Lisa Rodrigues’ desire to keep as much out of the waste stream as she can and her love for children has made her role as the new director of the SHAREcenter a perfect fit. 

“This is the best job that I have ever had in my life while working for someone else,” said Rodrigues. 

The SHAREcenter shares space with the Auburn School Department bus garage and donations of items from local businesses and individuals keep the center going. Things like: colorful plastic caps, recycled karate belts, science test tubes from Bates College, cups, spoons and yoga mats made from recycled foam by volunteers. 

The SHAREcenter is filled with educational tools that teachers didn’t know they needed — until they get there. 

“It (SHAREcenter) is like a gold mine to me,” said Brittiny-Rae Perron, a kindergarten teacher at Acadia Academy in Lewiston. “There are a lot of resources at the SHAREcenter that allow us to do hands-on projects that we probably would not be able to do otherwise because of the cost of me going out and buying all those materials would be too much,” said Perron.

Perron’s class recently made farm dioramas out of small wooden animals, cardboard cutouts and feed troughs made from one-gallon milk jug lids. 

All the materials were from the SHAREcenter. 

“We would not have been able to do that project or it would have been made out of paper rather than a variety of materials,” said Perron. “It would not have been nearly as hands-on.”

“Art teachers are in heaven,” Rodrigues said while walking between rolls of fabric, stacks of poster-board and small paper lobsters cut by volunteers. 

“We are mostly targeted to educators and nonprofits,” Rodrigues said, while explaining that the items at the SHAREcenter are available to members at no cost. 

The center works on a membership basis. School departments such as Auburn and Lewiston public schools, Hebron Academy, Spurwink and the YWCA in Lewiston pay a membership fee which allows staff to shop for free. 

“I have teachers come in here that are thrilled,” said Rodrigues. “I have a soft spot for teachers and I know what it takes,” she admits.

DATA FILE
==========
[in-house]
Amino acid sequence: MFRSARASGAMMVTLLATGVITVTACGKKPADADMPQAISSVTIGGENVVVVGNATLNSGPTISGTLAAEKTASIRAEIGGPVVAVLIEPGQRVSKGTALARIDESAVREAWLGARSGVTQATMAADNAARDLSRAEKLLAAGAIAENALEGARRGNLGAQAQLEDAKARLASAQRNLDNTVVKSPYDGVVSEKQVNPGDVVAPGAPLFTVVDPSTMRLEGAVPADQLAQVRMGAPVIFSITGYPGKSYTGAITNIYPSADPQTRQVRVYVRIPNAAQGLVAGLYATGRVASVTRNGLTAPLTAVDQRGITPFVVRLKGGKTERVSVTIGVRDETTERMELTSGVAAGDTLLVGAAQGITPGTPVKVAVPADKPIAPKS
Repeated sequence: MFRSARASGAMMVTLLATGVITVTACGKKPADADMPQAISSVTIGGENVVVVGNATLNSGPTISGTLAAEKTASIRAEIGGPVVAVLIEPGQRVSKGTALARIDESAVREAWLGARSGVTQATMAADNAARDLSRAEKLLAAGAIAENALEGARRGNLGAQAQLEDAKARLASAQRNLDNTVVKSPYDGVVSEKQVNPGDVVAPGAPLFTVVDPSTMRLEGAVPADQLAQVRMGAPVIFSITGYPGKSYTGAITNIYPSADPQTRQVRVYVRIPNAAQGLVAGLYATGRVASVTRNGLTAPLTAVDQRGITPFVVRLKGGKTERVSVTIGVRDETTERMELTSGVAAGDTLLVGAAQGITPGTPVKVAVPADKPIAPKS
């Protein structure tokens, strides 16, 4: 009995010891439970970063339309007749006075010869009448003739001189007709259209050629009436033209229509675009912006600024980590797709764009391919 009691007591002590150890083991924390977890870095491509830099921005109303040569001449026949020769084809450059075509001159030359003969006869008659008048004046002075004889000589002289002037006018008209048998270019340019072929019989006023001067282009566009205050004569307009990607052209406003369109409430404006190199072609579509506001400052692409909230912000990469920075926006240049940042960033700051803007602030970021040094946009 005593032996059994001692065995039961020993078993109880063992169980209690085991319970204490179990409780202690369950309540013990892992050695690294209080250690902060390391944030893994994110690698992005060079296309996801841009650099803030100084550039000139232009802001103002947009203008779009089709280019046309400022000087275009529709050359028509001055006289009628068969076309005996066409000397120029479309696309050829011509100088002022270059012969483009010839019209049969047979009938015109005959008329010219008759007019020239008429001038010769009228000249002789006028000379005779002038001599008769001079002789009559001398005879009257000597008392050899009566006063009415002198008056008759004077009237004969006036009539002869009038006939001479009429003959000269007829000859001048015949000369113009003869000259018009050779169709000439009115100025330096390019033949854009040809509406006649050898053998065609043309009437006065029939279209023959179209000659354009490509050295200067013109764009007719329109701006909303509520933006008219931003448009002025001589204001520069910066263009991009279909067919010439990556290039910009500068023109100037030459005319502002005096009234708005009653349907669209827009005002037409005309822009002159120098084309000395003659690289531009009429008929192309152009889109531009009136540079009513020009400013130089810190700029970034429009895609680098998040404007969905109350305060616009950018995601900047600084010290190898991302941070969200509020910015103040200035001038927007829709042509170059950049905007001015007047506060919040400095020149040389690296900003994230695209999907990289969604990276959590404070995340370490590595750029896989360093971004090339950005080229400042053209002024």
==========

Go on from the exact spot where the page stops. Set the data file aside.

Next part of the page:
“It’s just fun,” Rodrigues said of pointing teachers in the right direction. “I try to guide them with my creativity.”

Rodrigues said she keeps a mental note when a teacher is looking for something particular. “I can’t remember my own name, but I can remember when somebody needs something.” 

“We focus on the three E’s,” said Rodrigues. “Education, the environment and economics. And you can’t get any more economical than free.”

Rodrigues said she will often go to businesses and pick up donated items herself. “I feel like a super hero sometimes whisking away a truckload of stuff.”

At least 25 business donors are listed on the SHAREcenter pamphlets. 

Jessica Person, a third grade teacher at Acadia, picked up 30 Delta Air Lines flight planners. She handed one to each of her students to be used during writing lessons. 

AJ Cotter, 8, wrote and drew pictures about the ups and downs of owning a kitty. Lila Theriault, 8, wrote about her first visit to a cousin’s house. 

“I usually find a lot of STEM things there,” said Person. “Stuff to build things or make challenges with.”

“Bates College has donated some amazing things from their science labs,” said Rodrigues. 

“The SHAREcenter is a great resource for so many teachers,” said Rodrigues. “I have some teachers tell me, ‘I can’t do my job without the SHAREcenter.'”

“Because there is such a wealth of things there, I am able to go over to get things to do a wide variety of projects,” said Perron. “Otherwise I would pay out of pocket or ask families to send things in.” 

Rodrigues said she is tickled that so many things can serve a second purpose. “Preventing all this from entering the landfill is so wonderful.”

When asked if she would like to see more of any one thing, Rodrigues said people.

“I would like to see more teachers come regularly,” said Rodrigues. “It’s all about letting people know that we are here.”

“I have a soft spot for teachers and know what it takes,” Lisa Rodrigues said of educators finding resources to fill their classrooms with supplies that they need. Rodrigues is the director at the SHAREcenter in Auburn. 

Brittiny-Rae Perron’s kindergarten students at Acadia Academy in Lewiston were able to build farm dioramas with materials Perron found at the SHAREcenter in Auburn. “About every two weeks I go over and fill up on things,” said Perron. 

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